One of the things this system is intended to do is to give the PCs kind of a crappy initial chance to do anything (unless it's an area of core expertise) and so encourage them to grub around for bonuses to their rolls. Here are some of the ways that I let them do so, that you might want to try in turn.

+1 to rolls for:

Taking double the usual time to complete the task
Having a clue, secret, or other inobvious but relevant information
Someone else has done the hardest part of the task
Having a specialised piece of equipment (Specialised equipment should only apply to a small set of predefined situations)
Magical assistance, including blessings
Executing a plausible, well-described plan of action

+1 to the DC for:

Each person past the first two in a group where one person is rolling on behalf of the group
Rushing (1/2 normal time or less)
Crappy equipment
Plans relying on seriously flawed or incorrect assumptions
Magical interference
Difficult environmental conditions

These lists aren't meant to be exhaustive, they're just prompts to get referees and PCs alike thinking about how they can fiddle with the difficulty of any given challenge.

Apr 22, 2017

Feuerberg: The Basics

The two mountains are "Feuerberg" and "Vogelberg". The town nearby is "Hoch", a bustling town of about 5,000. The dragon is called "Vorkallian". There is a cult that worships the dragon in town, but they are quite open, and common belief is that their worship keeps the dragon from harming the residents of Hoch (they're wrong).

I'm busy keying the Salt Catacombs, the starting section of Feuerberg, having already mapped them, so here's some starter stuff to tide folks over in the meantime.

Recent events:

The dragon's eggs are supposed to have started hatching a century ago. But instead of the rapturous cataclysm that would bring, each baby dragon appears to die during hatching. The Church of Vorkallian blames a necromancer who moved to the area at about the same time, and wants adventurers to hunt him down and slay him. They also want several of the fouler caves, catacombs, ruins and dungeons cleared out, in case they are polluting the dragon's nest. They're paying good money for it.

About a month ago, a group of noble knights, priests and adventurers from afar rode in on griffons to slay the red dragon. Their vanguard vanished into a cloud that rained blood, while others were slain or injured by bolts of lightning. Whoever survived has gone to ground on the mountains. The locals are split over whether to find them and kill them while they're weak, or to plead with them to leave Feuerberg alone. People suspect they're probably hiding with some of the hermits in the Forest of Woe.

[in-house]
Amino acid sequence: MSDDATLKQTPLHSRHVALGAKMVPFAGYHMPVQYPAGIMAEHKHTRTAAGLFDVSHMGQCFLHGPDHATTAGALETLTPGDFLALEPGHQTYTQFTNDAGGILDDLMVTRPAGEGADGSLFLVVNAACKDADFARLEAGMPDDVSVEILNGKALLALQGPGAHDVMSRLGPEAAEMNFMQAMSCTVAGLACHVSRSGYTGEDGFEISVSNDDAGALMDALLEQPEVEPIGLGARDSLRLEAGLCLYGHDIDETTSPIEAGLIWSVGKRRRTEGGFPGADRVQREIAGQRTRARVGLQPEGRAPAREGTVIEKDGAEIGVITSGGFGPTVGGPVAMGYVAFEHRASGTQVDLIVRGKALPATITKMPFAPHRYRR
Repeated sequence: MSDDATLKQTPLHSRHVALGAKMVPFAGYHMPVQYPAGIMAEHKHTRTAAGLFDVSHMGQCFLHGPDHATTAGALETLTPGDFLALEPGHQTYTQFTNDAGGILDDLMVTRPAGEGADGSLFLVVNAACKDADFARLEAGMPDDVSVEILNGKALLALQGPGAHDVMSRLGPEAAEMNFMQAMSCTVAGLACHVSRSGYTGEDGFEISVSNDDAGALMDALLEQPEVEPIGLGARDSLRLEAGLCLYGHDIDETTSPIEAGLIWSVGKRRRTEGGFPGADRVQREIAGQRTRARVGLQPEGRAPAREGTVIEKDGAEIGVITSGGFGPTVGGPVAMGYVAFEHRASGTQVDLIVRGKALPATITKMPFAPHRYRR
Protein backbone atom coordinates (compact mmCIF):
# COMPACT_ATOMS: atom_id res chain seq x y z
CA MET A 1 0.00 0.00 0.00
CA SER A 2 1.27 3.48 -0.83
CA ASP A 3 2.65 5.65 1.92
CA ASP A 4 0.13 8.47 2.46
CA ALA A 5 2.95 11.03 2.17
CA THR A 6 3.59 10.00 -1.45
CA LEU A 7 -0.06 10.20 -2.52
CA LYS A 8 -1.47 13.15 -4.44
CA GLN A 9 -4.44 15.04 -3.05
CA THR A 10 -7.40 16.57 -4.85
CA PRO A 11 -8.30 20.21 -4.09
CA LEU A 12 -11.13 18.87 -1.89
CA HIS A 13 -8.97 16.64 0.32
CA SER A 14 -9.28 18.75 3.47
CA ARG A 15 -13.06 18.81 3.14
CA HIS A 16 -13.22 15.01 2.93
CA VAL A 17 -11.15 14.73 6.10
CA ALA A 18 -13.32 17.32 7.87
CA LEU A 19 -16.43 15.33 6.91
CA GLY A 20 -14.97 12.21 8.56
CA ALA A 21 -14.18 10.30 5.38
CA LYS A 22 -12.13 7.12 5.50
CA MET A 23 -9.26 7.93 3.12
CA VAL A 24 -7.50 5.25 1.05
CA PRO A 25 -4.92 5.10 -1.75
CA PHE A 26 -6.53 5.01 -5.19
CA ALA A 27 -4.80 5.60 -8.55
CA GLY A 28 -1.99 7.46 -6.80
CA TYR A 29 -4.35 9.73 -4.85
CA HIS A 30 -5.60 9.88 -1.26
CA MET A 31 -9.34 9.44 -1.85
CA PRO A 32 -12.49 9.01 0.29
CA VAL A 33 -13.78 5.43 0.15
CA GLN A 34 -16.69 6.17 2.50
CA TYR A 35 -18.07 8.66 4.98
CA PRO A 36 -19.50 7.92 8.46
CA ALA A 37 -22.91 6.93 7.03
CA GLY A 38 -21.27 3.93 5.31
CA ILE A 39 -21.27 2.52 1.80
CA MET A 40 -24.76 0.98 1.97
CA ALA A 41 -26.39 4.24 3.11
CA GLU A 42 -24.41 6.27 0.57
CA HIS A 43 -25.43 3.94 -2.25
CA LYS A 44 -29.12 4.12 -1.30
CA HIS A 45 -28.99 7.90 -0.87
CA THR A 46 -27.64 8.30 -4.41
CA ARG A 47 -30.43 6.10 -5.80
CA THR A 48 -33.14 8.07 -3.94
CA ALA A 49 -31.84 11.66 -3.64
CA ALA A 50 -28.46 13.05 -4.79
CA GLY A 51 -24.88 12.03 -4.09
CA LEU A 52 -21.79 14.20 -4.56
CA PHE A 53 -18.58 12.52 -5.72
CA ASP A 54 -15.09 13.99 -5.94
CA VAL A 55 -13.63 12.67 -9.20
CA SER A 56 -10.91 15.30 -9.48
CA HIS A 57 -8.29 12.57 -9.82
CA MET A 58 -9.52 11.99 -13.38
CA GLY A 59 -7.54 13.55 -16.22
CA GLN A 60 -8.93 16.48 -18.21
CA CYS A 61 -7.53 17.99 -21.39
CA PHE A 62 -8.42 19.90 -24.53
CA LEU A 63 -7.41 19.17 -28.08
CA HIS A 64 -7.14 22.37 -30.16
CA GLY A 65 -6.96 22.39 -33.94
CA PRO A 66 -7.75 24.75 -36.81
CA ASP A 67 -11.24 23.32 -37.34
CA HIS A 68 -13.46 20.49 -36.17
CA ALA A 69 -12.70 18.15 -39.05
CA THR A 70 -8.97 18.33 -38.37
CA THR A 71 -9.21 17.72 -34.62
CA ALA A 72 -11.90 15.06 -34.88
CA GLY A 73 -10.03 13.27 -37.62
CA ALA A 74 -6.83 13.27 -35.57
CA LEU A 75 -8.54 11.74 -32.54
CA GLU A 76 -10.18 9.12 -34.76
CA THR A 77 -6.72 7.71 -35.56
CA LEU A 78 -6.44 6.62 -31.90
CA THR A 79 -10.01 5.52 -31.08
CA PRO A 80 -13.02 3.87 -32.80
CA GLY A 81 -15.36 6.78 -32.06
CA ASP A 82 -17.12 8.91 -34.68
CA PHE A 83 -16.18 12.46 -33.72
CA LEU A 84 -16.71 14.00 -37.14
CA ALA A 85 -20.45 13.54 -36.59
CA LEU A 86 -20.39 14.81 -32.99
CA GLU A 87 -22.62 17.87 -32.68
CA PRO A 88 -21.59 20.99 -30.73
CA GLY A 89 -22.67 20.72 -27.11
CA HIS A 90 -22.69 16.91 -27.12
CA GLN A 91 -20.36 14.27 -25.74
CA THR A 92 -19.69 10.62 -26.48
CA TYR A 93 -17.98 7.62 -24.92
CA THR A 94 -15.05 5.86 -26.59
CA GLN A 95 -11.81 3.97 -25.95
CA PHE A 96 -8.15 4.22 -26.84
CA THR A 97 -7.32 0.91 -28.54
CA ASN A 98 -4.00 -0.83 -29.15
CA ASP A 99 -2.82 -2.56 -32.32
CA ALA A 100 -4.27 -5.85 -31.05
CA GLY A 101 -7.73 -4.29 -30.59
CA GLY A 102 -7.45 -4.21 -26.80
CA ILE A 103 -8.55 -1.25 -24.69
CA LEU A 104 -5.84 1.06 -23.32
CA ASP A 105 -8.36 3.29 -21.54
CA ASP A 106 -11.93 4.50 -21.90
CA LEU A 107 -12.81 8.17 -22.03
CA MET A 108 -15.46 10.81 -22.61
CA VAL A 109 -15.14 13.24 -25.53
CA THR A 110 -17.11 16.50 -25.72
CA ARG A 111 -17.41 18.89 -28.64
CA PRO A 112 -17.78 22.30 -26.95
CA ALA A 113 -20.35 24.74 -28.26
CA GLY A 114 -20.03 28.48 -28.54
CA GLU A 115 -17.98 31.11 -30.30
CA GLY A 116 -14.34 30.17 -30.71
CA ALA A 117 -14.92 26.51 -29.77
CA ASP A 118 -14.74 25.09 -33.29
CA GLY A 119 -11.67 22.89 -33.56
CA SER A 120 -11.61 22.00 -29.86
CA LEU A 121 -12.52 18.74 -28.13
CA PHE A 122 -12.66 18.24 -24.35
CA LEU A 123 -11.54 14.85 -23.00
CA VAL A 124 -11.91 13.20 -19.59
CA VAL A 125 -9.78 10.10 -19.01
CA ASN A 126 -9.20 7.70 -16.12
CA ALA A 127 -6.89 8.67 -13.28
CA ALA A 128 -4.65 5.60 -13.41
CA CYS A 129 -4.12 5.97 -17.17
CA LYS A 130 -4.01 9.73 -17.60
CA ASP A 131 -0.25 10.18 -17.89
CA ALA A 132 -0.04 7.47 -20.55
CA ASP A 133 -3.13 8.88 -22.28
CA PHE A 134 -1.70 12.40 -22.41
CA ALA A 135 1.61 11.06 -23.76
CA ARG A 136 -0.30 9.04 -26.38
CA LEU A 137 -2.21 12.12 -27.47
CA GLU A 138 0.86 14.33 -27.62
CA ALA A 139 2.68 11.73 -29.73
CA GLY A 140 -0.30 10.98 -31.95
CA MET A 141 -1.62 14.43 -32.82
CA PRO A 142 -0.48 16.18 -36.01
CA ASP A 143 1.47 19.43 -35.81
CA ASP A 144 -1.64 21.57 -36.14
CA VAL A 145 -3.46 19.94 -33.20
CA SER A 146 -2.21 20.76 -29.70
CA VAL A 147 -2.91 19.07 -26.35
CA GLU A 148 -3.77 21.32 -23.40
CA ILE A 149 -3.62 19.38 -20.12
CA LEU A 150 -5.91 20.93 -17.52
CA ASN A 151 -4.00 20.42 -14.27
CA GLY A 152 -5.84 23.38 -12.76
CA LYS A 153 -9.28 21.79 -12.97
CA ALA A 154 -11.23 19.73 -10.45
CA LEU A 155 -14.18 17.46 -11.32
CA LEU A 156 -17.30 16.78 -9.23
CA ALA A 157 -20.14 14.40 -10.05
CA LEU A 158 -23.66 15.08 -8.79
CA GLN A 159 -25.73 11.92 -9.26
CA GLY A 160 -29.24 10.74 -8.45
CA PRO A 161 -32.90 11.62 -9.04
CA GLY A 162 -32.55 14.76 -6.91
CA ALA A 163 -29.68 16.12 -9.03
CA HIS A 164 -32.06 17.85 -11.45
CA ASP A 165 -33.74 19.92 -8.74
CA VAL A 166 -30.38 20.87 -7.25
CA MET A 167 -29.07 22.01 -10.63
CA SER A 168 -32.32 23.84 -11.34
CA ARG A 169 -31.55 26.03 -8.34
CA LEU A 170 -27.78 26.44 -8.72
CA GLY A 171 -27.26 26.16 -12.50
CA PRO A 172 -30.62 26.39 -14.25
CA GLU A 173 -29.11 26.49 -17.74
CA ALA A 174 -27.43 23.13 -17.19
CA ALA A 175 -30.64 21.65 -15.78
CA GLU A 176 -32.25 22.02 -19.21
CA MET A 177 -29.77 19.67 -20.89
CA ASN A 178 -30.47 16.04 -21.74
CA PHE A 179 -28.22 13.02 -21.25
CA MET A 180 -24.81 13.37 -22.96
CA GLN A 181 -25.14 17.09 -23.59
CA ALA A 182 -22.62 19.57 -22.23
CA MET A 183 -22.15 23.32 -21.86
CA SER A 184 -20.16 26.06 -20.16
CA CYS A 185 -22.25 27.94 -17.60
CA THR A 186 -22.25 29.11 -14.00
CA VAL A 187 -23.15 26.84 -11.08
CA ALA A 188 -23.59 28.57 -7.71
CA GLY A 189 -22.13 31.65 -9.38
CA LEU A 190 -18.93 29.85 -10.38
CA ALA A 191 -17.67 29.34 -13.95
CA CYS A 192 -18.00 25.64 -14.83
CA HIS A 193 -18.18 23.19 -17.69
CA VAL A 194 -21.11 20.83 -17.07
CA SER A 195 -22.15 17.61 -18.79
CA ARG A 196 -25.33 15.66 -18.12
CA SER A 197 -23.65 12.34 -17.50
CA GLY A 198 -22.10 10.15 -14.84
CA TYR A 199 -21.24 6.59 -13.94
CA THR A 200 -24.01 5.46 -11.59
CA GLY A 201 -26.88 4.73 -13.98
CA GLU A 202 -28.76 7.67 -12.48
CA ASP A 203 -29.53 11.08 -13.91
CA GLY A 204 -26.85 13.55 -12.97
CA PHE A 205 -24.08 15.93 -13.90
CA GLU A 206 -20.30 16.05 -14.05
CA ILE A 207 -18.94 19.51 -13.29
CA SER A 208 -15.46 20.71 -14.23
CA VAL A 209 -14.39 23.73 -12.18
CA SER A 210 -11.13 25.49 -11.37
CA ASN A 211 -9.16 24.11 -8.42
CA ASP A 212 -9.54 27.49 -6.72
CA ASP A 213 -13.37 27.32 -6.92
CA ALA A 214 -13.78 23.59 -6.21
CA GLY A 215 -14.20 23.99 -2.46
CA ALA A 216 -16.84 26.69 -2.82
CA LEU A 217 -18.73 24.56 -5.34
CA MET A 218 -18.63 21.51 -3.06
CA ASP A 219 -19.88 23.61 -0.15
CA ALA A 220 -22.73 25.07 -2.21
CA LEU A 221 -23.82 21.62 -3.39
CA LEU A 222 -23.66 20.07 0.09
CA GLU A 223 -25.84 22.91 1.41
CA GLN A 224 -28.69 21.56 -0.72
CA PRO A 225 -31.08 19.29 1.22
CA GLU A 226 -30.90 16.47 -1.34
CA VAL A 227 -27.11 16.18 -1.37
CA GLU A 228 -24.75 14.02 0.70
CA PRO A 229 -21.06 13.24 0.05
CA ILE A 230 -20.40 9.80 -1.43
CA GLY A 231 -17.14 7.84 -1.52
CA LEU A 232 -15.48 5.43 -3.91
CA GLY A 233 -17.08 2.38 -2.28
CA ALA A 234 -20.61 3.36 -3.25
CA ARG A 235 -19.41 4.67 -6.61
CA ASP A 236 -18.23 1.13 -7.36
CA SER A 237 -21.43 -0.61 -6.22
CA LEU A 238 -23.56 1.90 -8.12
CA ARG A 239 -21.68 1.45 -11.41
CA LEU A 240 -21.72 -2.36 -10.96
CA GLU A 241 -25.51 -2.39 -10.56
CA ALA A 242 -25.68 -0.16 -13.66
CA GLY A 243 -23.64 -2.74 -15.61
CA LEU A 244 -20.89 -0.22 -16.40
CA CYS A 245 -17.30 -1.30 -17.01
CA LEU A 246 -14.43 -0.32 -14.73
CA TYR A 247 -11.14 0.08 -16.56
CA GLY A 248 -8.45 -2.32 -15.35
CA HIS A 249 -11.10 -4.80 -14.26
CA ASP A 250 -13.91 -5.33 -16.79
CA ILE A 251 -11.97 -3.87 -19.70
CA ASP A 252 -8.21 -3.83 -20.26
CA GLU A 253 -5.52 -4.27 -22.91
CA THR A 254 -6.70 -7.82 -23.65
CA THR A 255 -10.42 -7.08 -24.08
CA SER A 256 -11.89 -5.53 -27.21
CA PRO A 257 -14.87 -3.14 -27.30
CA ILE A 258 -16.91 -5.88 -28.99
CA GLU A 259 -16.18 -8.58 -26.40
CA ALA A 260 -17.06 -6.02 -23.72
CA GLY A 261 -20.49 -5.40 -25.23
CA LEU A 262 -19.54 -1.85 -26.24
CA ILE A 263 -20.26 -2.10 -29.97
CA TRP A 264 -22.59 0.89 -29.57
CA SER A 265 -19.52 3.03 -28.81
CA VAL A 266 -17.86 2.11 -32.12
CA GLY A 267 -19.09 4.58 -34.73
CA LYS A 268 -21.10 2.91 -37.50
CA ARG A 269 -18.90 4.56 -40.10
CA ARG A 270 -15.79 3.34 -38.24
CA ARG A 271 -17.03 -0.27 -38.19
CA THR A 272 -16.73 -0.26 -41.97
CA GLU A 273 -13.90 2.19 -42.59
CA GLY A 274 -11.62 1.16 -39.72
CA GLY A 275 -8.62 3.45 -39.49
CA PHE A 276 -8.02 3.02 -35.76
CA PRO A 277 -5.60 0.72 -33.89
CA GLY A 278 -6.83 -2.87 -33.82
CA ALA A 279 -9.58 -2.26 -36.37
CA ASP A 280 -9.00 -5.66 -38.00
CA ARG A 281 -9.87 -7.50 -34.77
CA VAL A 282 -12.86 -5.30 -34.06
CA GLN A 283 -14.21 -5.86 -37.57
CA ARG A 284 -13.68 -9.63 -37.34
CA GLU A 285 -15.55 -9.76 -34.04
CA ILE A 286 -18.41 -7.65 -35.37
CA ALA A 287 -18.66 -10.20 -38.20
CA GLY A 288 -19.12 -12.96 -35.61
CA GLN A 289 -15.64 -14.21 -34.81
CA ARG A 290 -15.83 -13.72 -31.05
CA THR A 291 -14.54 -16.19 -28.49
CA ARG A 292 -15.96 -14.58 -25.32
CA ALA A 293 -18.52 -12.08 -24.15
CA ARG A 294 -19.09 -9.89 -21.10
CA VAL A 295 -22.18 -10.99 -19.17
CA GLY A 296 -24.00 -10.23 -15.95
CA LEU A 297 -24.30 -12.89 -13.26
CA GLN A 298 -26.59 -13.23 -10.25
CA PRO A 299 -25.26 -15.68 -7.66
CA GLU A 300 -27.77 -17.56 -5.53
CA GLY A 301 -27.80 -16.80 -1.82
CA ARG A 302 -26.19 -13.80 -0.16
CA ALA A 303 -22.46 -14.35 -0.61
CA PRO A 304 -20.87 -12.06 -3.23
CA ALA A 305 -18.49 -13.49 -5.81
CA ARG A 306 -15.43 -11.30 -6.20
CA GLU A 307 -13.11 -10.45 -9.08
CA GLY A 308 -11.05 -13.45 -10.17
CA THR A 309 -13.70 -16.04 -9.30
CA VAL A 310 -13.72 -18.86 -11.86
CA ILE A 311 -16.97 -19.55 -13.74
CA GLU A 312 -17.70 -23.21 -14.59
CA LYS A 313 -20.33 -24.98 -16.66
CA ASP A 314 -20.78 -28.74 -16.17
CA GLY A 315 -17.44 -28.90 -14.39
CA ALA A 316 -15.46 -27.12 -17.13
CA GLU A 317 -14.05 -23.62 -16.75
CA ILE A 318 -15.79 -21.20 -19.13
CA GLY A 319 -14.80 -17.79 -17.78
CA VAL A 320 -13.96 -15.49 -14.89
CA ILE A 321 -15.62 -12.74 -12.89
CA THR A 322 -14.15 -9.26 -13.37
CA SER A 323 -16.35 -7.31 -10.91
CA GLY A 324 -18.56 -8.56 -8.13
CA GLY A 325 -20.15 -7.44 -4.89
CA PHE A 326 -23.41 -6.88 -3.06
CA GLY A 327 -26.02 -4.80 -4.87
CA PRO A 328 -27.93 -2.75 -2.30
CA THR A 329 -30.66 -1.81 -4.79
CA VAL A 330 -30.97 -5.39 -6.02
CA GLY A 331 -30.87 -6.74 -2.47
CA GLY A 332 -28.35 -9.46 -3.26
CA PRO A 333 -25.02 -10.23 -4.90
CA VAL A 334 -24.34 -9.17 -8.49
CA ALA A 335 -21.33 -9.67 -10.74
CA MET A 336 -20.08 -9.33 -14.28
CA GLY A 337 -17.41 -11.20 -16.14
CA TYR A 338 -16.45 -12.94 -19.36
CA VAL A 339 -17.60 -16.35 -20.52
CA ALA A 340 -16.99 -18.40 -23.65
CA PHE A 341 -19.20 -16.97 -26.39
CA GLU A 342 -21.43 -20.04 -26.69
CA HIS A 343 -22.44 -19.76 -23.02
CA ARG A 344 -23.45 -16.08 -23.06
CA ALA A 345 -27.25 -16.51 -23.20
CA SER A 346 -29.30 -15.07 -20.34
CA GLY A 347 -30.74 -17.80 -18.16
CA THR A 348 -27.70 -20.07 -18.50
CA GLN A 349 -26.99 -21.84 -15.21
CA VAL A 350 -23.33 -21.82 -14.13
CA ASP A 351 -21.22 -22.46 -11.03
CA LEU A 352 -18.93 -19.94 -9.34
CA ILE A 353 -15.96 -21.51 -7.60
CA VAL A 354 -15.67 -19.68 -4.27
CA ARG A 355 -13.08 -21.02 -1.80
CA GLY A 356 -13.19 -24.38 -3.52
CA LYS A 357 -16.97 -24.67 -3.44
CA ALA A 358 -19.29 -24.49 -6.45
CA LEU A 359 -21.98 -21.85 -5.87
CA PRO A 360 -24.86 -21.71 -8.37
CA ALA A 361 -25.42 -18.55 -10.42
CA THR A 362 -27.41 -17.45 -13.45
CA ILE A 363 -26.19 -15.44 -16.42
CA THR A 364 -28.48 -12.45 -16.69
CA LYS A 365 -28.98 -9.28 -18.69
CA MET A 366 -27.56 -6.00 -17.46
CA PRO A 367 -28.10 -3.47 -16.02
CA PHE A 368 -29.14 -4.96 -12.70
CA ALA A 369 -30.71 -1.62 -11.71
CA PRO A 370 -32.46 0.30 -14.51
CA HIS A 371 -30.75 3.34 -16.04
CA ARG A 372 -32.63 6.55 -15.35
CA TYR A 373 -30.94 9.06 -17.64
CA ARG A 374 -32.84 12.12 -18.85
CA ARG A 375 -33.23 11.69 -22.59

An old diviner who lived in the trash dump at the edge of town was driven out for blaspheming against the dragon two weeks ago. He used to trade strange artifacts he found in the cursed inhuman ruins on the far side of Feuerberg, but something he found there convinced him that the dragon needed to be destroyed.

The goatmen were peaceful until a few years ago, but they've become violent raiders since then. Now all they jabber about is a serving a purple light that no one's heard of before. They're also digging all over Feuerberg and Vogelberg, though no one knows why.


Vogelburg is believed to contain the secret of immortality if you can scale to the temple at the peak and convince the guardians there that you are worthy.

The goatmen are bewitched by the necromancer. The purple light is just a spell he's using.

If a baby dragon isn't born soon, Vorkallian will abandon the nest, blowing the mountain apart and killing everyone in Hoch.

They dumped the dead from the last plague in the old abandoned salt mine, but they're not resting easy in there.

If you spend too long in the petrified forest, you turn to stone yourself.

Lizardmen still live under the mountains, and are plotting to bring a powerful demon back to life.

Feuerberg is steeper, but Vogelberg's faces are less stable.

The cursed city on the far side of Feuerberg wasn't built by human hands - or even mortal ones.

This whole area was once ruled by a vampire, and he's buried somewhere around here.

The stone circles and monoliths actually keep the dragon bound in the mountain. If they were ever damaged, it would escape and destroy everyone.

The crows around Vogelberg are immortal. They've been there longer than mankind has existed.

Some of the ancient caves on Feuerberg have art that shows lizardmen, snakemen and birdmen worshipping strange gods.

Apr 20, 2017

Feuerberg: First Steps Planning